Istanbul We bused to the Asian side of Istanbul, or what the locals call the Anatolia side, across the bridge that straddles the Bosporus Straits, high over the ships below. There is literally a sign in the middle of the bridge that says “Asia” one way and Europe, when you come back the other way. But, it’s all part of the giant, sprawling city of Istanbul, which has doubled many times over in the last 50 years.
One of the prices of such expansion, as well as being a consequence of the building boom on the Anatolia side of the Straits because of the earthquake, is the construction boom of high rise (20 stories or so) apartment and condominium buildings for the middle and upper middle class despite the extensive commutes involved. Some years ago the in-migration to Istanbul and Ankara was so extensive that squatter communities were strewn throughout the sprawl and the government was so ill prepared to handle the population explosion that many of the communities became stable with full infrastructure and municipal support — there simply had to be housing and the state could not meet the demand so went with whatever was working.
Now is a different story, of course. We met with a local community organizer, Hacer Foggi, with the Accessible Life Association — Ulasilabilir Yasam Dernegi (UYD), which works with low income communities as organizers and advocates since 2000. We visited a Roma (Gypsy) community in the Kucukbakkalkoy neighborhood. Driving in and looking around one could see nothing but new construction and the booms of cranes as buildings shot up all around the area.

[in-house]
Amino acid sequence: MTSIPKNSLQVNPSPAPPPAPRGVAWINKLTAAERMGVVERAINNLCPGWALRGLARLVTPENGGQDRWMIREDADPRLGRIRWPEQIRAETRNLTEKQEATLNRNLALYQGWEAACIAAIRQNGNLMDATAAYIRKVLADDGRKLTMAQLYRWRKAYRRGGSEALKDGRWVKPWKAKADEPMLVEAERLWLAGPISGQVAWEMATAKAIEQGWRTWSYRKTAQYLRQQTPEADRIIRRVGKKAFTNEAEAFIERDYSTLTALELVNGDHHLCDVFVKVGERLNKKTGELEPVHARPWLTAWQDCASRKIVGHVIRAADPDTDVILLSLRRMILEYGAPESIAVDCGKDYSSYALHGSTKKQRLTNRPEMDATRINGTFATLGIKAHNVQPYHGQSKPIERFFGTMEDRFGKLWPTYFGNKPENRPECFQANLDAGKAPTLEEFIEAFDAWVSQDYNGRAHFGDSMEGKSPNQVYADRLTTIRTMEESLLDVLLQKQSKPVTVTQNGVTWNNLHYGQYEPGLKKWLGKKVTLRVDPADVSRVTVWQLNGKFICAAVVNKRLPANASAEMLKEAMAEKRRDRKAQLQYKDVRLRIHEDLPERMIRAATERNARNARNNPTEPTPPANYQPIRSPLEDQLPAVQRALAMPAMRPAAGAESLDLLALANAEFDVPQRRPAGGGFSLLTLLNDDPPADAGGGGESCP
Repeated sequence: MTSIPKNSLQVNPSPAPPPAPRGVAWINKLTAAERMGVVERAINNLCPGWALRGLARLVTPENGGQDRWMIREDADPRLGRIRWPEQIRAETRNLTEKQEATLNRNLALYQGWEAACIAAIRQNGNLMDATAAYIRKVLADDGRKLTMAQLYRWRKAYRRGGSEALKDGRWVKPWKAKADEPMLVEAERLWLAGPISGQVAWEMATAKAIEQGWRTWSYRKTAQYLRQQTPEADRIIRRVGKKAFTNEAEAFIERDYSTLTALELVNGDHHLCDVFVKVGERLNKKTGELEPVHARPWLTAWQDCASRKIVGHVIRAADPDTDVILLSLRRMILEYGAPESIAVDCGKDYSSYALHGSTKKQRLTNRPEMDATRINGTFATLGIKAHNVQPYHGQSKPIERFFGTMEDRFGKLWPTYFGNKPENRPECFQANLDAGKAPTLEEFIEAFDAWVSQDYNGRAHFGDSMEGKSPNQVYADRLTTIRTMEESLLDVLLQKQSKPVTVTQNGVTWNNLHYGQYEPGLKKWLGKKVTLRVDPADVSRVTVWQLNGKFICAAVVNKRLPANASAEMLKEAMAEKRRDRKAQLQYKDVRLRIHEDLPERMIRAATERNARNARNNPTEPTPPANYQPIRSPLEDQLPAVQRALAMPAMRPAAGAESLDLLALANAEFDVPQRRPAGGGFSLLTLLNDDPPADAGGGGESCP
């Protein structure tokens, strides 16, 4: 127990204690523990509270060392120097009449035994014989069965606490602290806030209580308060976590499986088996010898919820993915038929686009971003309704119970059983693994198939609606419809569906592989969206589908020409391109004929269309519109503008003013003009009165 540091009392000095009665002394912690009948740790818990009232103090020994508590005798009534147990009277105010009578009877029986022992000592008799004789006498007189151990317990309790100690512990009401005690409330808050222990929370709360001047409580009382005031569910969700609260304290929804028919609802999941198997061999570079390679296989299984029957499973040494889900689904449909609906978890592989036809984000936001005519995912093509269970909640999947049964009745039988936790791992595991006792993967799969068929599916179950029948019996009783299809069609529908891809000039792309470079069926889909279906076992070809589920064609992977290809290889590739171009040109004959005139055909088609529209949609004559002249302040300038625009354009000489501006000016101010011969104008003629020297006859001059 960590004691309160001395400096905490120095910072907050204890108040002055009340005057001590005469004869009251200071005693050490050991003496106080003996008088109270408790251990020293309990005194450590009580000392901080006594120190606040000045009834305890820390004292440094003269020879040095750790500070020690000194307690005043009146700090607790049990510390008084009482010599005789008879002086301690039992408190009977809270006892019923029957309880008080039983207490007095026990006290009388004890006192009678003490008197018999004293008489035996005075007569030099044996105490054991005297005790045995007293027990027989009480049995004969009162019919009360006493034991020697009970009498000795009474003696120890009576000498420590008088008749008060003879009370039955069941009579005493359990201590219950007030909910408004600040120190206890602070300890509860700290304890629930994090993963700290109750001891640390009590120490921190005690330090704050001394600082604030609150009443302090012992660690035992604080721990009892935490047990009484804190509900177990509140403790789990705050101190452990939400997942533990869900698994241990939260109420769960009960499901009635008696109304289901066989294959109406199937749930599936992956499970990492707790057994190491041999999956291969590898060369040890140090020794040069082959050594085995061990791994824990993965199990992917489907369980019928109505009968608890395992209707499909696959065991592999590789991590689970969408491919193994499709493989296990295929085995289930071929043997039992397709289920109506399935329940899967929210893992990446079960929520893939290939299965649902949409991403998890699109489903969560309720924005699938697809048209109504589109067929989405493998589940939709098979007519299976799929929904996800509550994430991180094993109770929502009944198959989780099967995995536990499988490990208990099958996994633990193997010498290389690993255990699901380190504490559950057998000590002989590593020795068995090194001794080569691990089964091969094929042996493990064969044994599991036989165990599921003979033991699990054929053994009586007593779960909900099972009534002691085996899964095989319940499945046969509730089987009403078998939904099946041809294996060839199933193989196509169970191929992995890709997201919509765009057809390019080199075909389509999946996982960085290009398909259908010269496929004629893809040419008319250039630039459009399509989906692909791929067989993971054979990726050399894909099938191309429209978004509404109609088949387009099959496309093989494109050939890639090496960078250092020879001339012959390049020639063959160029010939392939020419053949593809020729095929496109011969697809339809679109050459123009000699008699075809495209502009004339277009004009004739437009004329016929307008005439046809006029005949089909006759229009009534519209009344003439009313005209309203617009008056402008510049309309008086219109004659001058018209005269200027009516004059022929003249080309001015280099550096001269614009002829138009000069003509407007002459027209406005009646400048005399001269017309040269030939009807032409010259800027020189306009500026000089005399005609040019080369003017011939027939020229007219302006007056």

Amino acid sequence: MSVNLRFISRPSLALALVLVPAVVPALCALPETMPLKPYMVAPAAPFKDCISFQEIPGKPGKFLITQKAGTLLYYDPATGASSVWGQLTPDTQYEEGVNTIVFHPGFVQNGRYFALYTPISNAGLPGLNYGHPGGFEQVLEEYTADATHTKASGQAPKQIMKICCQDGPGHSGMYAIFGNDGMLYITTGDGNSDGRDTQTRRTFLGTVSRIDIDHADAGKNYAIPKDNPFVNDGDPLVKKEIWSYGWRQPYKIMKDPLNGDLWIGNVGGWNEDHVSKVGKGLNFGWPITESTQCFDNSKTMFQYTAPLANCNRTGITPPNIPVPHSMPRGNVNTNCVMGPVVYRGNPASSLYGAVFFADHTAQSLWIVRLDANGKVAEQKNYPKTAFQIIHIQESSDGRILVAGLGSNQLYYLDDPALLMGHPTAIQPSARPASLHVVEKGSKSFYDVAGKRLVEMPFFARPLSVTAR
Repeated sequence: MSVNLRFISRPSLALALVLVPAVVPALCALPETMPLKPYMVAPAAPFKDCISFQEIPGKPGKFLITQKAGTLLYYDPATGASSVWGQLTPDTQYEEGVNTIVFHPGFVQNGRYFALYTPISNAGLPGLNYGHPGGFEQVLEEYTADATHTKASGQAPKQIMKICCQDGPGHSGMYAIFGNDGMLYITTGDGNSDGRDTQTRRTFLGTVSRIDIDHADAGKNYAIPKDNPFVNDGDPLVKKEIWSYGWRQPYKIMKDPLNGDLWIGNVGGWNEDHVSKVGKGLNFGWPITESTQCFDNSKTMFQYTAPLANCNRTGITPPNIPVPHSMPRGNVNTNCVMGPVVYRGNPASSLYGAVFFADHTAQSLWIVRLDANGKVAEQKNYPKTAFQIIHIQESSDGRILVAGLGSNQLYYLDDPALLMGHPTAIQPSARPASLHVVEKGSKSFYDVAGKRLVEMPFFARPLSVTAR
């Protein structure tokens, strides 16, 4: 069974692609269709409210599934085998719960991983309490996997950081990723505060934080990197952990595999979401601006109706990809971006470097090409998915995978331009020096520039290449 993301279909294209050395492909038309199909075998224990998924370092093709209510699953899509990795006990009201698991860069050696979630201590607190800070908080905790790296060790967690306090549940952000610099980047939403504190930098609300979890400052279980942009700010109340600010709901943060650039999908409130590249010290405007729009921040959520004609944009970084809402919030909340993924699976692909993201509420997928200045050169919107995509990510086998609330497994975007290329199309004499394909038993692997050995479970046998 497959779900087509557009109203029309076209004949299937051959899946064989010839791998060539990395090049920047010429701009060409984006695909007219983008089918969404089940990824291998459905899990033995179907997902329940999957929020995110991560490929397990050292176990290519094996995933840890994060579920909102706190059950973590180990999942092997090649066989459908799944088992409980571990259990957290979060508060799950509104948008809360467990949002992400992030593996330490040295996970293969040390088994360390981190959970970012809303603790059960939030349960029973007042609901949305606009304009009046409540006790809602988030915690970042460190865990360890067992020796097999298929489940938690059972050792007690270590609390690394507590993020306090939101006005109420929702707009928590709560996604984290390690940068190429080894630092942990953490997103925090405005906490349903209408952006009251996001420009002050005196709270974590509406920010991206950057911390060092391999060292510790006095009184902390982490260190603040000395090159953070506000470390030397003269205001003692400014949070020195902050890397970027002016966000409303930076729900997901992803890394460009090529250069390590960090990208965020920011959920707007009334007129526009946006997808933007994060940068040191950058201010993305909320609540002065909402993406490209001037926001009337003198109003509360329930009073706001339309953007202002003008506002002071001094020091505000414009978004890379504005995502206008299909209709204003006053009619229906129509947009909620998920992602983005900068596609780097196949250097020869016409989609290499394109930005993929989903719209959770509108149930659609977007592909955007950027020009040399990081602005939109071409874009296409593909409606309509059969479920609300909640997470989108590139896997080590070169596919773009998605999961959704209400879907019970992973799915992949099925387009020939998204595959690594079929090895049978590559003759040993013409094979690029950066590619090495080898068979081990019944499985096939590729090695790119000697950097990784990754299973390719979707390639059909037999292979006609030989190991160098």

This had been a Roma area though for more than 100 years. A small amount of money was offered for the homes, but in a classic confusion of greed and intimidation some sold and some were lost in the shuffle and many had their homes demolished to prepare for further sale and construction. This small community of Roma was still living as squatters in whatever they had been able to make of their former homes in the several weeks since the demolition. There was no sanitation and only one standpipe to provide any water. It was a disaster zone with people living in the middle of a demolition area.
The Organizers’ Forum delegations (www.organizersforum.org) have now toured similar squatter areas in all of the countries where we have visited. This one was as bad as any and only mitigated by the fact that standing in the middle of it, I knew it would not be there long. This was simply a construction site that had not been cleared. These people would not be here in a year. They would have been paid off or simply carted away by the police. “Progress” was going to come.
Standing off to the side I could take a picture from any direction at construction sites. I was glad an organization was on the scene to help organize a fight on the transition, but the outcome was all over but the shouting here.